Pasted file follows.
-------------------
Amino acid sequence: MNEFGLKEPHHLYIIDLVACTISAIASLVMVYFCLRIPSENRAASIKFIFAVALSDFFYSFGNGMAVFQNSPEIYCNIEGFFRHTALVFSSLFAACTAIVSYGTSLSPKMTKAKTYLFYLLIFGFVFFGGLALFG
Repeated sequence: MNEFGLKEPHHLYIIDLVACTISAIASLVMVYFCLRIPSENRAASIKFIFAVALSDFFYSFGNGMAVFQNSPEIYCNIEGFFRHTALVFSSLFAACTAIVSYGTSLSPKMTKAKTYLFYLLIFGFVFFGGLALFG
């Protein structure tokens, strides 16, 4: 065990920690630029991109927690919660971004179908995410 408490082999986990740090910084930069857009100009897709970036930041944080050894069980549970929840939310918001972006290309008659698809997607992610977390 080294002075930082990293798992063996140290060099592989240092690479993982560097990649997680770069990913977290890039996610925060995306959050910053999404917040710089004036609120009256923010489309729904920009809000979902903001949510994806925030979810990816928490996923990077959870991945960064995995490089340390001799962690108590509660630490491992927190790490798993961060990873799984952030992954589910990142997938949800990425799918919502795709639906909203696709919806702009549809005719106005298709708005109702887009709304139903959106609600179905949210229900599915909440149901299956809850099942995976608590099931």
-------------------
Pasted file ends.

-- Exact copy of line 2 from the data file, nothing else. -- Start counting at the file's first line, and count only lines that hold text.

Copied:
Repeated sequence: MNEFGLKEPHHLYIIDLVACTISAIASLVMVYFCLRIPSENRAASIKFIFAVALSDFFYSFGNGMAVFQNSPEIYCNIEGFFRHTALVFSSLFAACTAIVSYGTSLSPKMTKAKTYLFYLLIFGFVFFGGLALFG